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p. ix


Alfarabi, Muhammad Ben Tarkhan Abu Nasr Alfarabi, was born at Farb (now Otrar) toward the end of the ninth century of our era. Though of Turkish descent, he received his philosophical training under the tutorship of the Christian philosopher, Yuhanna Ben Hailan. Later he went to Baghdad, at that time the center of Greek philosophy. Going to Aleppo, he lived at the court of Seif-Eddaula Ali Ben Hamdan, arousing the admiration of all by his skill in dialectics. After a lengthy stay at Aleppo he went to Damascus with his patron, where he died in December of the year 950 A.D.

In logic he wrote Introduction to Logic and Abridgment of Logic. In the natural sciences he wrote commentaries on Aristotle's Physics, Meteorology, De Coelo et Mundo. He also wrote an essay on The Movement of the Heavenly Spheres.

In Psychology he wrote a commentary on Alexander of Aphrodisias' De Anima as well as various treatises on the Soul, the Power of the Soul, the Unity and the One, on the Intelligence and the Intelligible (i.e. on the various meanings of the word "intellect" as found in Aristotle.)

In Metaphysics he wrote essays on Substance, Time, Space and Measure, and various treatises entitled The Gems of Wisdom, A Letter in Reply to Certain Questions, The Sources of Questions, The Knowledge of the Creator.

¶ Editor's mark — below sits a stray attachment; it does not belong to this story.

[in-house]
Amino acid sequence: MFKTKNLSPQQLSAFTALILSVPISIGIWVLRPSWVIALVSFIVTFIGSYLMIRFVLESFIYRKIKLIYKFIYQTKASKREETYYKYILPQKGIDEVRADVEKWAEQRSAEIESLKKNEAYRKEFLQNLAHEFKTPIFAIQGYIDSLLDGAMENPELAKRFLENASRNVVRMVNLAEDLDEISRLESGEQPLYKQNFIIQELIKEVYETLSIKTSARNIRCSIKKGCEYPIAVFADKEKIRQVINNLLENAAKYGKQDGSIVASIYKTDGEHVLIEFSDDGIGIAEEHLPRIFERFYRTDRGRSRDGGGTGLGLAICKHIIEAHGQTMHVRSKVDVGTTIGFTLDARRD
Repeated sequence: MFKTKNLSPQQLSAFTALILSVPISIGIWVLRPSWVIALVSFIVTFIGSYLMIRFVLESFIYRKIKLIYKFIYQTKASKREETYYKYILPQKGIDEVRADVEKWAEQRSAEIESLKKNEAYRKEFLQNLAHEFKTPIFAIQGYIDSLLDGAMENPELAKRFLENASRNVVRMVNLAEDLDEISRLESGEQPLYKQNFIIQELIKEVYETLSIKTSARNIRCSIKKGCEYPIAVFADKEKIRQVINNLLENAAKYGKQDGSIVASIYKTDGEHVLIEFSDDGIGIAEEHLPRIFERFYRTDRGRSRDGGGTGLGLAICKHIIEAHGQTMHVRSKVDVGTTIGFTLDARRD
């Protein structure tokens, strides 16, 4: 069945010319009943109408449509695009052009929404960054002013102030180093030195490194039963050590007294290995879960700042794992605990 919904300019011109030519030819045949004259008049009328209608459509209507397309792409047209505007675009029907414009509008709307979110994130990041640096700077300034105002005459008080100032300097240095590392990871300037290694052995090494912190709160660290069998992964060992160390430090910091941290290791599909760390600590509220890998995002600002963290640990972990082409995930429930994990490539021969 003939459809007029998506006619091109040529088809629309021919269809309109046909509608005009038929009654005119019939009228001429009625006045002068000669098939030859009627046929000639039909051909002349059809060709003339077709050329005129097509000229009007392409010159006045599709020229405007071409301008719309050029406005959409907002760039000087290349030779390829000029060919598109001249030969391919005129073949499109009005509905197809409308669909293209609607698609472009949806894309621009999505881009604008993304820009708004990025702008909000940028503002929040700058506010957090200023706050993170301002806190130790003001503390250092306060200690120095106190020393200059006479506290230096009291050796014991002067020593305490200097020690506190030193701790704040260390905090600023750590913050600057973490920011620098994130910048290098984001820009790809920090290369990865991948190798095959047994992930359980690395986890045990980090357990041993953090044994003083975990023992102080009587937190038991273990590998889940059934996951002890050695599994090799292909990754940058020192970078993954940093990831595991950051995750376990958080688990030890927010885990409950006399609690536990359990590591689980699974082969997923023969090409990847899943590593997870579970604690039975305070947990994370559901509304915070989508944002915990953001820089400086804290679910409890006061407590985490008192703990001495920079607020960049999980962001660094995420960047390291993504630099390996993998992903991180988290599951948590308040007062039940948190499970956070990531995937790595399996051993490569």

In Ethics he wrote a commentary on the Nicomachean Ethics of Aristotle. Of his original works the following are best known:

Encyclopedia, in which he gives a brief account and definition of all branches of science and art.

Political Regime, which is known as the Book of Principles. The reading of this book is recommended by Maimonides in these terms: "I recommend you to read no works on Logic other than those of the philosopher Abu Nasr Alfarabi, since all that he wrote, especially the Book of Principles, is as fine flour."

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